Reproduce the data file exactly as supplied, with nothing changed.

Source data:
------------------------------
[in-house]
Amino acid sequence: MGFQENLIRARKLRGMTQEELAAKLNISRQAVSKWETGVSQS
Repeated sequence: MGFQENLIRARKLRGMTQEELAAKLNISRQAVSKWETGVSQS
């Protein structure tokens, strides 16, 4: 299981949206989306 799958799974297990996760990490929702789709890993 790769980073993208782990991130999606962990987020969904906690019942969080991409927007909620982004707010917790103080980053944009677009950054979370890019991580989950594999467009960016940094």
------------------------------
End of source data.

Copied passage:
[in-house]
Amino acid sequence: MGFQENLIRARKLRGMTQEELAAKLNISRQAVSKWETGVSQS
Repeated sequence: MGFQENLIRARKLRGMTQEELAAKLNISRQAVSKWETGVSQS
């Protein structure tokens, strides 16, 4: 299981949206989306 799958799974297990996760990490929702789709890993 790769980073993208782990991130999606962990987020969904906690019942969080991409927007909620982004707010917790103080980053944009677009950054979370890019991580989950594999467009960016940094």